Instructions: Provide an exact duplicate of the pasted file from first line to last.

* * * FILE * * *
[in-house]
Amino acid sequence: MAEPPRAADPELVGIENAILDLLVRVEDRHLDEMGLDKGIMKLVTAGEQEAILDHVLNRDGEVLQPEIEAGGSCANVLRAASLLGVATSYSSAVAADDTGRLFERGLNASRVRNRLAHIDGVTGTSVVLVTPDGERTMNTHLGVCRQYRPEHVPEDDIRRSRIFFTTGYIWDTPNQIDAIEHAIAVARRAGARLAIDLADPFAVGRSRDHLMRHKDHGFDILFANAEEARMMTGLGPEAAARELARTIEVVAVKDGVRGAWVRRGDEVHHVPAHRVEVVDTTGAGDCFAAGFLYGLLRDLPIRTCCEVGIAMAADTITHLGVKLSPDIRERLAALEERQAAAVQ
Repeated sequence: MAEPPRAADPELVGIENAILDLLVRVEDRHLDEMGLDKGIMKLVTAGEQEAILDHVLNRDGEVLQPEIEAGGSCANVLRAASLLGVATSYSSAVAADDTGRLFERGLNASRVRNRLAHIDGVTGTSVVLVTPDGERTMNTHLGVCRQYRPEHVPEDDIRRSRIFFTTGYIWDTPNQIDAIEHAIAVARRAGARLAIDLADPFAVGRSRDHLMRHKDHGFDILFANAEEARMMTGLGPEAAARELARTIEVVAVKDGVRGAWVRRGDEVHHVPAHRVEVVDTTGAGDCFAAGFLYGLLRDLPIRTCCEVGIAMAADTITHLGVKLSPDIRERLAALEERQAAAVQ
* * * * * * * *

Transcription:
[in-house]
Amino acid sequence: MAEPPRAADPELVGIENAILDLLVRVEDRHLDEMGLDKGIMKLVTAGEQEAILDHVLNRDGEVLQPEIEAGGSCANVLRAASLLGVATSYSSAVAADDTGRLFERGLNASRVRNRLAHIDGVTGTSVVLVTPDGERTMNTHLGVCRQYRPEHVPEDDIRRSRIFFTTGYIWDTPNQIDAIEHAIAVARRAGARLAIDLADPFAVGRSRDHLMRHKDHGFDILFANAEEARMMTGLGPEAAARELARTIEVVAVKDGVRGAWVRRGDEVHHVPAHRVEVVDTTGAGDCFAAGFLYGLLRDLPIRTCCEVGIAMAADTITHLGVKLSPDIRERLAALEERQAAAVQ
Repeated sequence: MAEPPRAADPELVGIENAILDLLVRVEDRHLDEMGLDKGIMKLVTAGEQEAILDHVLNRDGEVLQPEIEAGGSCANVLRAASLLGVATSYSSAVAADDTGRLFERGLNASRVRNRLAHIDGVTGTSVVLVTPDGERTMNTHLGVCRQYRPEHVPEDDIRRSRIFFTTGYIWDTPNQIDAIEHAIAVARRAGARLAIDLADPFAVGRSRDHLMRHKDHGFDILFANAEEARMMTGLGPEAAARELARTIEVVAVKDGVRGAWVRRGDEVHHVPAHRVEVVDTTGAGDCFAAGFLYGLLRDLPIRTCCEVGIAMAADTITHLGVKLSPDIRERLAALEERQAAAVQ